Publisher: Paris: Chez Buisson, Imprimeur et Libraire, 1791.
Edition: First edition. The first English edition appeared in 1792, followed by many editions in numerous languages.
Bibliographical References: Clark, Travels in the Old South, vol. 2, 80; Sabin 8035.
Condition: Front hinge of volume 1 starting; foot of spine frayed; front free endpaper detached; presentation inscription trimmed by the binder; very good copy.
Book ID: 21353
Description3 vols, 8vo, contemporary tree-calf, red morocco labels, gilt rules and lettering. Folding table.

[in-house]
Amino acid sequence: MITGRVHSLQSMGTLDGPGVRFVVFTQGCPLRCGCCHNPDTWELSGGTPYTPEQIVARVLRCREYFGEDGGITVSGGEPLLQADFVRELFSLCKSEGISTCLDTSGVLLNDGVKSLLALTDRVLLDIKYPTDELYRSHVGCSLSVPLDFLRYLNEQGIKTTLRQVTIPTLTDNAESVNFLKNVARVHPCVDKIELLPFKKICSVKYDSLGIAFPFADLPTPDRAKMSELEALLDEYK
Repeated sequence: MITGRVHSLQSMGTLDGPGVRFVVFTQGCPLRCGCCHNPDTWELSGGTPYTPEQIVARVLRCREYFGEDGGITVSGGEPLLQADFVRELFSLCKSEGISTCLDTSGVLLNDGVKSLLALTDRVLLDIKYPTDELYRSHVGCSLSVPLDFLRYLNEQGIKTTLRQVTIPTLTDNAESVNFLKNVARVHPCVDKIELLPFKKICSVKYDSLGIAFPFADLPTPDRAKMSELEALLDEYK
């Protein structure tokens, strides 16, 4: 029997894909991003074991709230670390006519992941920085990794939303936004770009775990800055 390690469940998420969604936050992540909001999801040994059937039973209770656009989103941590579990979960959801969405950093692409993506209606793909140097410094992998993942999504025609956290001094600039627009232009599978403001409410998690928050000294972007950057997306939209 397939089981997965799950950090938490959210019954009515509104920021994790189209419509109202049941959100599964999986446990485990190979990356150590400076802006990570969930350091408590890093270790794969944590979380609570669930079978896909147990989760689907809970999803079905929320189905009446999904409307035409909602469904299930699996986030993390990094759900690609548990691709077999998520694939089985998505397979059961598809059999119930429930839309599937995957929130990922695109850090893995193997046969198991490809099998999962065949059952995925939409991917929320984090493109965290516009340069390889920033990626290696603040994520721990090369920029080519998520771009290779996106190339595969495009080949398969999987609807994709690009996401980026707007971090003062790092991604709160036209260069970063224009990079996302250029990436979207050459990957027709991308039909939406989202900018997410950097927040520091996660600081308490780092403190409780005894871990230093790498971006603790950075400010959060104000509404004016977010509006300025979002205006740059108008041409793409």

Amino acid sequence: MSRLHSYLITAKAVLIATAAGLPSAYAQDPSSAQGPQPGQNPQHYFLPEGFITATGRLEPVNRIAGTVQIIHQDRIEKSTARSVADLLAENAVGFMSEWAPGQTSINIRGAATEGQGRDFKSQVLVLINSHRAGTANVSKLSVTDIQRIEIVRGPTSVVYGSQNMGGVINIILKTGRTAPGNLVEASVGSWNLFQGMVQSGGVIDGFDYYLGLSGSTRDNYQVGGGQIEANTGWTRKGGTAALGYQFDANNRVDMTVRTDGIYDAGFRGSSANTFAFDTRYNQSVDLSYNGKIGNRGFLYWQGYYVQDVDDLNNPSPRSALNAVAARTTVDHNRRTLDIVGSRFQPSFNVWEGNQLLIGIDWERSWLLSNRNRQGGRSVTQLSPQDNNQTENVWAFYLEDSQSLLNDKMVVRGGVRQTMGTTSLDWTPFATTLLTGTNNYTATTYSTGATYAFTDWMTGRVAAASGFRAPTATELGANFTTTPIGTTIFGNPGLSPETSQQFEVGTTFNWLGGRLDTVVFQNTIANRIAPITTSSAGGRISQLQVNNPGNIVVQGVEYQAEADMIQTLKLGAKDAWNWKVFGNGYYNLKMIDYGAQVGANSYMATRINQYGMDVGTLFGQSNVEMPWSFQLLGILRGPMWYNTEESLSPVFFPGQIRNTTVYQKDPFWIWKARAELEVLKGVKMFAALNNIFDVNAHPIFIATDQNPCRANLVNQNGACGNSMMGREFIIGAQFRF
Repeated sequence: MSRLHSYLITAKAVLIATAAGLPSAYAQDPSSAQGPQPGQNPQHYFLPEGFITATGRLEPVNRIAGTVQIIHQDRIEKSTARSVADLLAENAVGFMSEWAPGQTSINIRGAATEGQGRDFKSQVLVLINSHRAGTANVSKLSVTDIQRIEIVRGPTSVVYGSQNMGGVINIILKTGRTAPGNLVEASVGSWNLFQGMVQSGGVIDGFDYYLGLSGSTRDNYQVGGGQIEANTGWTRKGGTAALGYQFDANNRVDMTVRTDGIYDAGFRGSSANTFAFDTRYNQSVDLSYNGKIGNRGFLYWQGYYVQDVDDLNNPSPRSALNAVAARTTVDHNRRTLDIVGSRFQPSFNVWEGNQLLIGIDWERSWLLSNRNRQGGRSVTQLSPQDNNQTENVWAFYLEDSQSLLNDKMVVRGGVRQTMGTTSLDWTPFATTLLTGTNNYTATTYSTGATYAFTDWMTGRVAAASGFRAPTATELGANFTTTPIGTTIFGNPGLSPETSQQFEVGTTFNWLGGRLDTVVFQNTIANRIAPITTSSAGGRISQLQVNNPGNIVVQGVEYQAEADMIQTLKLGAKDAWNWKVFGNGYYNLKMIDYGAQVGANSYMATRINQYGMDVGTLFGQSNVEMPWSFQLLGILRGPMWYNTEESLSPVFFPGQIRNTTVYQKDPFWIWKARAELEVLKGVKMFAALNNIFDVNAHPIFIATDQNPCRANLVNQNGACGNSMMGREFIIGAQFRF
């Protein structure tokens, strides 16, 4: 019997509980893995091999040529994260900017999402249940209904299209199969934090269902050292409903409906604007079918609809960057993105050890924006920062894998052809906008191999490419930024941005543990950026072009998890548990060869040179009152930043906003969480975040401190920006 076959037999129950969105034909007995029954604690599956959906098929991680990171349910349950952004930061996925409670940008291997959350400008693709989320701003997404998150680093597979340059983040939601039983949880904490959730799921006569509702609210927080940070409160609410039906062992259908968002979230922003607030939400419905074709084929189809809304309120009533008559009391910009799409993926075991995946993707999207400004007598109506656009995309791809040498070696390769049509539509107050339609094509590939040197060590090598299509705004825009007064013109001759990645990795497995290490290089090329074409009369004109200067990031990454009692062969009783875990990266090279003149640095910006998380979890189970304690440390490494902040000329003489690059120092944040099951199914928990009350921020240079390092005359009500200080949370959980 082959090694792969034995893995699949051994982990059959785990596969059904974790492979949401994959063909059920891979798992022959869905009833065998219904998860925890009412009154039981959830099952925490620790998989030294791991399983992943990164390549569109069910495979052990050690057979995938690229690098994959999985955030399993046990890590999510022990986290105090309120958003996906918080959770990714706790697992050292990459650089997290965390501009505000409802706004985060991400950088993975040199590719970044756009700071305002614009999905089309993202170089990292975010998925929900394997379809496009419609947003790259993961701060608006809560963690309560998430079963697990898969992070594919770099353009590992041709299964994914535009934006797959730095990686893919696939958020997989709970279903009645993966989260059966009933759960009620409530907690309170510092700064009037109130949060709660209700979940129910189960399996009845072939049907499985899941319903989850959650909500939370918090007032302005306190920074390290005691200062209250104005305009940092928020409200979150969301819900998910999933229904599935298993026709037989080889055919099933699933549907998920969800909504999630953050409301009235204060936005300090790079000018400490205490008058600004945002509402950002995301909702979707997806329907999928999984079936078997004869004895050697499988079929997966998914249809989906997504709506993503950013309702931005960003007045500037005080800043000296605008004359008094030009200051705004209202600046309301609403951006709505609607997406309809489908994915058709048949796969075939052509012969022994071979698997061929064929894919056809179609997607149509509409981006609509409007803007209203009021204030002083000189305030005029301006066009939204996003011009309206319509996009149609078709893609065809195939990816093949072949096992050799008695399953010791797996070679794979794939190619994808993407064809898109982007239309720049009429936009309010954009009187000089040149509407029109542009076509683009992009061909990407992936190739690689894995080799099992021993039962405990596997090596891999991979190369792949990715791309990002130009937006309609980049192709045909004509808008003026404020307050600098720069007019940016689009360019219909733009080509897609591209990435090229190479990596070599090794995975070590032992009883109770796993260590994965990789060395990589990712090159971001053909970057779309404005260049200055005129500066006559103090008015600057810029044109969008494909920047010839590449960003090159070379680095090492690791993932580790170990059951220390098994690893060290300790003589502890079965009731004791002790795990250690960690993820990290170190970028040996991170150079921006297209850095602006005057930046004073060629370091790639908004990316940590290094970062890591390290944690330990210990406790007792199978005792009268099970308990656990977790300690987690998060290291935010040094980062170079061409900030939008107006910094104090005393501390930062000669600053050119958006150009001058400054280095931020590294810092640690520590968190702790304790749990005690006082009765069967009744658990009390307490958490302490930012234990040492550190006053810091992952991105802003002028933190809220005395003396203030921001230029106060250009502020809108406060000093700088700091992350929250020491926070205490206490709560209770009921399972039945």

Comments¶ Inscribed atop title-page of Volume I: "D. Wiglesworth, professor [ . . . . ] / the author & for his excellent Notes on populati[on] / Brissot." Signed in all three volumes "Thomas Wigglesworth / 1792." Signed by Edward Wigglesworth 1818 on the front pastedowns of all three volumes. Jacques Pierre Brissot de Warville (1754-1793) accomplished a lot before perishing beneath the guillotine. A crusading revolutionary and journalist, he published numerous reformist books and articles and spent four months in the Bastille. In 1788 he toured the United States for the anti-slavery cause and as agent for an investment scheme. Back in Paris, he achieved great power--practically controlling French foreign policy--as the leader of the Girondists; but, when the tide turned, he was swept away. In America he toured widely (taking a special interest in the Quakers), dined with James Madison in Philadelphia, and spent three days at Mount Vernon with the Washingtons. Much of his time was spent in and around Boston, and at Harvard he met Edward Wigglesworth (1732-1794), the second Hollis Professor of Divinity, grandson of the poet Michael Wigglesworth (1631-1705) and son of Edward Wigglesworth, the distinguished first Hollis Professor. Brissot refers to Wigglesworth on page 135 of volume 1; and in his chapter in volume 2 on longevity in the United States Brissot refers to Wigglesworth's published research on the subject and uses his table of comparative longevities. Although Brissot's inscription is partially illegible, it’s obvious that he was expressing his thanks to the American academic for his information. Edward Wigglesworth passed this set on before his death to his son Thomas (1775-1855), an East India merchant based in Boston; and Thomas in turn gave the set to his son Edward (1804-1876), an attorney, merchant, philanthropist, and co-compiler of the 13-volume Encyclopaedia Americana (Philadelphia, 1828-1832).